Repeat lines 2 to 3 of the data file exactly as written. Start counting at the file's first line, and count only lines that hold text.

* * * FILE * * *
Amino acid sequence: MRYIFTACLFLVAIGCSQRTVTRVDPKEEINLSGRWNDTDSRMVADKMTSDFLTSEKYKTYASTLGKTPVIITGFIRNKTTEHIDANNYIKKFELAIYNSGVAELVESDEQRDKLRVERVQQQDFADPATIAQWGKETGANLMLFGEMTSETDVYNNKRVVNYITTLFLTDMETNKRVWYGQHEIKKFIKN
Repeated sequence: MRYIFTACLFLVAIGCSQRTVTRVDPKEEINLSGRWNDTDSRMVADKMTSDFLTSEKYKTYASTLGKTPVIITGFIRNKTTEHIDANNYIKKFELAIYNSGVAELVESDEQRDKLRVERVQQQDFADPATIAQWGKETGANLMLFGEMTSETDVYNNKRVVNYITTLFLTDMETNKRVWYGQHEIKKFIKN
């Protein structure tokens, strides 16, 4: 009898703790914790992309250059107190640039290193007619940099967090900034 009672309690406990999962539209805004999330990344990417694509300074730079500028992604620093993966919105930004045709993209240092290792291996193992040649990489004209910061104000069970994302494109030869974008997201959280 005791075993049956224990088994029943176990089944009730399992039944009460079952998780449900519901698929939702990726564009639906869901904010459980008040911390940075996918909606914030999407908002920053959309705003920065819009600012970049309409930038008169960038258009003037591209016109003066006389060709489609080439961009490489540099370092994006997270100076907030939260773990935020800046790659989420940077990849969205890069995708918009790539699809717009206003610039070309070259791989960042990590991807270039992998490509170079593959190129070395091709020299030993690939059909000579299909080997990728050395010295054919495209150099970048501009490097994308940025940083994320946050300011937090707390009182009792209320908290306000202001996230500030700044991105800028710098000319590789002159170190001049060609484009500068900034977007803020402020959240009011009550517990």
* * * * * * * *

Repeated sequence: MRYIFTACLFLVAIGCSQRTVTRVDPKEEINLSGRWNDTDSRMVADKMTSDFLTSEKYKTYASTLGKTPVIITGFIRNKTTEHIDANNYIKKFELAIYNSGVAELVESDEQRDKLRVERVQQQDFADPATIAQWGKETGANLMLFGEMTSETDVYNNKRVVNYITTLFLTDMETNKRVWYGQHEIKKFIKN
């Protein structure tokens, strides 16, 4: 009898703790914790992309250059107190640039290193007619940099967090900034 009672309690406990999962539209805004999330990344990417694509300074730079500028992604620093993966919105930004045709993209240092290792291996193992040649990489004209910061104000069970994302494109030869974008997201959280 005791075993049956224990088994029943176990089944009730399992039944009460079952998780449900519901698929939702990726564009639906869901904010459980008040911390940075996918909606914030999407908002920053959309705003920065819009600012970049309409930038008169960038258009003037591209016109003066006389060709489609080439961009490489540099370092994006997270100076907030939260773990935020800046790659989420940077990849969205890069995708918009790539699809717009206003610039070309070259791989960042990590991807270039992998490509170079593959190129070395091709020299030993690939059909000579299909080997990728050395010295054919495209150099970048501009490097994308940025940083994320946050300011937090707390009182009792209320908290306000202001996230500030700044991105800028710098000319590789002159170190001049060609484009500068900034977007803020402020959240009011009550517990």